“You've got to believe me, Officer, he is coming to Haddonfield... Because I know him! I'm his doctor! You must be ready for him... If you don't, it's your funeral.”
The infamous Myers house has now been vacant and is on the market by Strode Realty. The realtor’s daughter, Laurie Strode (Curtis), is our heroine. Laurie and her friends Annie (Loomis) and Lynda (Soles) walk home after school on Halloween and discuss their evening plans. Laurie must spend the evening babysitting little Tommy Doyle (Andrews). Annie is babysitting across the street from the Doyle’s for Lindsay Wallace (Richards). Lynda is the lucky one that gets to screw around with her boyfriend. The evening starts off a little eerie for Laurie. She is convinced she sees someone by the bushes and standing in her backyard. Annie simply tells her she's a "wacko". There is a break-in at the hardware store and Annie’s dad, Sheriff Bracket, tells the girls that it is probably a bunch of kids screwing around on Halloween night. Laurie passes the majority of evening entertaining Tommy by carving Jack-O-Lanterns and watching scary movies on TV. As the night progresses, Tommy is determined that he sees the Boogeyman outside. Laurie tells him there is no such thing as the Boogeyman. After Annie and Lynda go missing in action, she knows someone is definitely lurking around the neighborhood.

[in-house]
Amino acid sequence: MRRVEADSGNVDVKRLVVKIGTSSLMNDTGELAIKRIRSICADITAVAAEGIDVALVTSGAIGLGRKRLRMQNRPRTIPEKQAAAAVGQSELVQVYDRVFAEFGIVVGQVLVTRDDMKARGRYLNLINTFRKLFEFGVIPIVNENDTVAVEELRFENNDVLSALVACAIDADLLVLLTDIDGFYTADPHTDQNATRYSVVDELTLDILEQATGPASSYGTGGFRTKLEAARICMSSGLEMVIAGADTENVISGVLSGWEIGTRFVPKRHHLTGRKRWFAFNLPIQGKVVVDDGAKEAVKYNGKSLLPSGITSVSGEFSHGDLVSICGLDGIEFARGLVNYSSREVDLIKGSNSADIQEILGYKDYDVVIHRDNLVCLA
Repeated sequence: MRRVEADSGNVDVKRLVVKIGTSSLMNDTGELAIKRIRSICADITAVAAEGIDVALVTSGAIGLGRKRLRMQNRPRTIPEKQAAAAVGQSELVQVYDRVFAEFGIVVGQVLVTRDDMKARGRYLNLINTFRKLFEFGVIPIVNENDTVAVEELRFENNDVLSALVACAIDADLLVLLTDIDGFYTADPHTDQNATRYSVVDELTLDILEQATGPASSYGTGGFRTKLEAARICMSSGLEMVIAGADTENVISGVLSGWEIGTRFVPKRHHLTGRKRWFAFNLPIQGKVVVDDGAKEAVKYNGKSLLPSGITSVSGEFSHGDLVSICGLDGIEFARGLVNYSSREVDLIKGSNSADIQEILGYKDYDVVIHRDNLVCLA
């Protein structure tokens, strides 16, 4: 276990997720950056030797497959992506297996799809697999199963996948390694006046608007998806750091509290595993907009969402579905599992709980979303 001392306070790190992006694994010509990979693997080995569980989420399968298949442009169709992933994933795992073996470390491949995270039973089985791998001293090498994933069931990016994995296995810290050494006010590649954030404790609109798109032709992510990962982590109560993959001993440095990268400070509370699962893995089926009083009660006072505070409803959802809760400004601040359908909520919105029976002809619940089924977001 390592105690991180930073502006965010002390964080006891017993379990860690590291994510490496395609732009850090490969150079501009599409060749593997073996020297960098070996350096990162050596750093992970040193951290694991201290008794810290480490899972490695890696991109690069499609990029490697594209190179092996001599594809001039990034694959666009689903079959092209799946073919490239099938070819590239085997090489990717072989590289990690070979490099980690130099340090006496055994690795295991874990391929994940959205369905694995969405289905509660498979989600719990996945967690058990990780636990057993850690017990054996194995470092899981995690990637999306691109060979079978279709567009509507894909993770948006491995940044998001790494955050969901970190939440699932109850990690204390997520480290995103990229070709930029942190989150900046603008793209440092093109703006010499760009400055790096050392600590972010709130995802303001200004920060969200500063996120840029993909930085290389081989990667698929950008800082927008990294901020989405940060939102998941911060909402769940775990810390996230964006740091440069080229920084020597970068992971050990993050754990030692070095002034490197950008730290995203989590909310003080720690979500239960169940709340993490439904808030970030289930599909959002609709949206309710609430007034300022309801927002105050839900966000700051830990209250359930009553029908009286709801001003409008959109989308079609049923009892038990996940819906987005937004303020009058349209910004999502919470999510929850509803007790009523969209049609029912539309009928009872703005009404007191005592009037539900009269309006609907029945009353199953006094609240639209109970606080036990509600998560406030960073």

John Carpenter was a young filmmaker right out of USC film school when he made the movie. He had his hand in every aspect of the film. Not only did he direct the movie and compose it, he co-wrote the screenplay with his then girlfriend and producing partner Debra Hill. They originally titled the screenplay “The Babysitter Murders”. He said he would make the movie with an insanely small budget of $300,000 which was actually considered too small of a budget for the time. Many actors wore their old clothing in the movie to help keep within that modest price tag. He fashioned himself like many of his heroes like Howard Hawks and Billy Wilder, so he wanted his name above the credits to prove himself to the industry. It was a pretty risky thing to ask from someone so young and inexperienced. The movie originally opened to fairly bad reviews, but audiences flocked to it. The fan base grew and grew with each week it was in theaters.